Malnutrition Across Liberia’s Generations

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By Christine Ennulat
Posted on 3/23/2011
Anne Lynam Goddard comforts a malnourished baby at an ANDP therapeutic feeding center.
Anne Lynam Goddard comforts a malnourished baby at an ANDP therapeutic feeding center.

The baby’s cries, rusty rather than robust, pulled ChildFund President and CEO Anne Lynam Goddard down to the blanket where he sat propped against his mother’s leg. Placing her hand on his tiny chest, touching the papery skin stretched over his delicate ribcage, she spoke in gentle tones until he quieted. Unable to lift his head, the baby gazed up at her with great, dark eyes sunken in a small face that was all angles and planes with none of the soft roundness a 7- or 8-month-old should have.

Goddard was on a February visit to ChildFund’s programs in Liberia, where the organization has worked since soon after the 2003 signing of the peace treaty that ended 13 years of civil war. Her third day there had brought her to the Voice of America (VOA) camp for Sierra Leonean refugees, to visit a therapeutic feeding center run by the Aid for the Needy Development Program (ANDP), a local nonprofit that has several inpatient and outpatient feeding facilities throughout Liberia. ChildFund has partnered with ANDP to support the VOA center since August 2010.

“I haven’t seen that kind of malnutrition in a long time,” says Goddard, her voice grave. “A long time.”


Some disasters happen in a moment, shaking buildings loose from their foundations or washing away entire towns. And some disasters unfold slowly, through decades of political unrest followed by protracted wars — across generations. That’s the situation from which Liberia is recovering while also contending with refugees who have flowed in from neighboring countries in conflict.

Although Goddard found much progress to celebrate, her visit with the babies and mothers being treated at the ANDP center reminded her afresh of how poverty’s effects tend to fall hardest on the most vulnerable members of any population: the children.

In Liberia, 41.8 percent of children younger than 5 are stunted, according to a 2010 report from the U.N.’s World Food Programme. Stunting, a manifestation of chronic malnutrition, means not only delayed growth but also a weakened immune system, poorer outcomes and possible death from normal childhood diseases, reduced IQ and even irreversible brain damage. When nearly 42 percent of tomorrow’s adults have the condition, tomorrow looks less bright.

The most talked-about sources of malnutrition in developing countries seem straightforward — too little food, inadequate clean water and sanitation, unemployment, lack of education. The situation in Liberia highlights another cause: teenage mothers, who are ill-equipped to care for their children. The ANDP center treats many of them.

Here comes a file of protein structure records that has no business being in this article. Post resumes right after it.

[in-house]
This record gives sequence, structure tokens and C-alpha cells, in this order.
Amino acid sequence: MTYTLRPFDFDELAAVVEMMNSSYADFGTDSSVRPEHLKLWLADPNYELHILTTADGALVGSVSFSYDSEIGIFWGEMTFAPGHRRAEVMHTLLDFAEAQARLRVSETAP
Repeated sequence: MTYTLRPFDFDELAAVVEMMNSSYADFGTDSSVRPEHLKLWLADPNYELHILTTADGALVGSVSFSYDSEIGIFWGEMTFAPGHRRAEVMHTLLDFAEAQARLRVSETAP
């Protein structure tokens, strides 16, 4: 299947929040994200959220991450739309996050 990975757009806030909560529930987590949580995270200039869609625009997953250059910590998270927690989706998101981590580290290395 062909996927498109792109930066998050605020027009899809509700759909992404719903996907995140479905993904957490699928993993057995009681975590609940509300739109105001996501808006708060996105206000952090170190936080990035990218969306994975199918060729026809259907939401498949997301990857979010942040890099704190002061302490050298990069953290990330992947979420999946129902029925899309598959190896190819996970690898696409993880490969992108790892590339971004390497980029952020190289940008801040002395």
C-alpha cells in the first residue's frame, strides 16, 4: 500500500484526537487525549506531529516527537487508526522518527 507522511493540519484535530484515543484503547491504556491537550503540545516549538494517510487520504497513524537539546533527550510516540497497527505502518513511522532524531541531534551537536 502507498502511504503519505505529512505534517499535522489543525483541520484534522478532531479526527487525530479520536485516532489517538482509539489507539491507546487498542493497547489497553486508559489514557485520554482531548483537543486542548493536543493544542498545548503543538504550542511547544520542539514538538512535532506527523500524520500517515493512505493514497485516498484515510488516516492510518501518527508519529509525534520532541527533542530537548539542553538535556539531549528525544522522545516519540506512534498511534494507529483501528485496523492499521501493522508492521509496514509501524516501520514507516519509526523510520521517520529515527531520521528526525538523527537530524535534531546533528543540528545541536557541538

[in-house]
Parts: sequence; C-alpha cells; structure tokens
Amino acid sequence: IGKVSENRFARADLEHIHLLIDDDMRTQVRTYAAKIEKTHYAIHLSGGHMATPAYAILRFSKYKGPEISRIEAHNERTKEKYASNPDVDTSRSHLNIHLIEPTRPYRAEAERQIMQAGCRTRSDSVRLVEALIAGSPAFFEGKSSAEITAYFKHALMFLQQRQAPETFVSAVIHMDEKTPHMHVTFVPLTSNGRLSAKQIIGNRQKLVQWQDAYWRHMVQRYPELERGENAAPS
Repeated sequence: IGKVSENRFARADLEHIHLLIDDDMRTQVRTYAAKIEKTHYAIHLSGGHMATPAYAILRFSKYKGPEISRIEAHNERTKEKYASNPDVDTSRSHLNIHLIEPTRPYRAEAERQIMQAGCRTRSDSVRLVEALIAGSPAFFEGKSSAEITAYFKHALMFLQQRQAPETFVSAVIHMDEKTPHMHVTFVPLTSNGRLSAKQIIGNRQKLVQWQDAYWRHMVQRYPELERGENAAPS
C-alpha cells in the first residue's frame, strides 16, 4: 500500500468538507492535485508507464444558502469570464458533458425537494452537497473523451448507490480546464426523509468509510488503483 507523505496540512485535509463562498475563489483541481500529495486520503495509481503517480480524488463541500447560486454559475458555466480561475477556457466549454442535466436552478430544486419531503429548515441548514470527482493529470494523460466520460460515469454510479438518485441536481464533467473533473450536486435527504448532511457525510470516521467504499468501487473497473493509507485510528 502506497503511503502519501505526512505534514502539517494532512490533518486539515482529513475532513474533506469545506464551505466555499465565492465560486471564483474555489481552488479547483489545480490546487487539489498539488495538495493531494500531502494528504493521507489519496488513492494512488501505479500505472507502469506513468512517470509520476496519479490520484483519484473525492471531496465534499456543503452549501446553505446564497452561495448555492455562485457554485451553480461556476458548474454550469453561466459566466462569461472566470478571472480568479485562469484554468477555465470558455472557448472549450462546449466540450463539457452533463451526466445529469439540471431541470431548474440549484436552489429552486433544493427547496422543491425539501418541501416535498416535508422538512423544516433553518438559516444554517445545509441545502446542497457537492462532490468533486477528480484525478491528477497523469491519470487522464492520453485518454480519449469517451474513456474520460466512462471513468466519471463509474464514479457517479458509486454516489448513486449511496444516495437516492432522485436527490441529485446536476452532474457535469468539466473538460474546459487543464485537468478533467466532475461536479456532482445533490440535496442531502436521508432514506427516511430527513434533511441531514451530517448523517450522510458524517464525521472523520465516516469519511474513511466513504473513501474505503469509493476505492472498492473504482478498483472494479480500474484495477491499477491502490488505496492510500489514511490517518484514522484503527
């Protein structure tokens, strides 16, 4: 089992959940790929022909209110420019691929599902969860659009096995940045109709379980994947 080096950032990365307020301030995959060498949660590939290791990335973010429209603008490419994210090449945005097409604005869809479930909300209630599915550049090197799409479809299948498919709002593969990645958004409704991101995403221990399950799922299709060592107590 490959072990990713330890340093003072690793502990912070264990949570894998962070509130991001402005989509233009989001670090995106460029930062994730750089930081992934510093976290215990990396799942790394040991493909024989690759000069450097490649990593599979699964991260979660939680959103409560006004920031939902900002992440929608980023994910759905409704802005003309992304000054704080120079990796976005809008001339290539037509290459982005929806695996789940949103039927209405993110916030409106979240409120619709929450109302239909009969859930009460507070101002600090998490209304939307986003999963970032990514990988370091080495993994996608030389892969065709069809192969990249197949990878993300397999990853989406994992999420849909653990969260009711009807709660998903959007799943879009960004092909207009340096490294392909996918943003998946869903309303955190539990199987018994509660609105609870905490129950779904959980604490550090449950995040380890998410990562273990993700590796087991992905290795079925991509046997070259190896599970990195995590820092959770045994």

Liberia has one of the highest rates of teenage pregnancy in the world, with 38 percent of girls already mothers or pregnant by age 18. What’s more, 15 percent of 15- to 19-year-old women in Liberia are undernourished, which compromises a child’s health even before birth. 

Anne Lynam Goddard with a teenage mother and her baby at an ANDP center.
Goddard with a teenage mother and her baby at an ANDP center. The document in the foreground notes the child's history and tracks weight, medication and feeding throughout treatment.

Years of war have shredded Liberia’s social fabric, leaving adults broken from the years of turmoil and young people without role models. Educational and employment opportunities are scarce. Youth become vulnerable to making bad choices, or even to rape. Too often, nature takes its course, and babies are born.

The girls know nothing of how to be mothers, and the boys can’t begin to be fathers. Their own parents are unable to pass along any knowledge that will help them be parents themselves. Girls feed their babies bowls and bowls of rice and wonder why they don’t grow.


At the ANDP center, Goddard saw firsthand ANDP’s highly practical response to malnutrition — working with mothers and helping them with feeding practices, nutrition education and psychosocial support to help repair the mother-child bond. Exclusive breastfeeding is promoted for babies’ first months, to dovetail with the carefully timed introduction of nutrient-dense foods, which the mothers are taught to prepare.

ChildFund provides the facility at VOA with both material and financial support, including a $20,000 sum that Goddard presented to ANDP Executive Director William Dakel during her visit.

Still, as Goddard says, “The needs of Liberian children remain vast.” Although ChildFund cannot offer sponsorships for Liberia’s still-transient population, we are there to help this country heal, starting with the youngest and most vulnerable.

“There is a feeling of hope,” says Goddard. “It’s a fragile sense of hope, but it’s palpable.”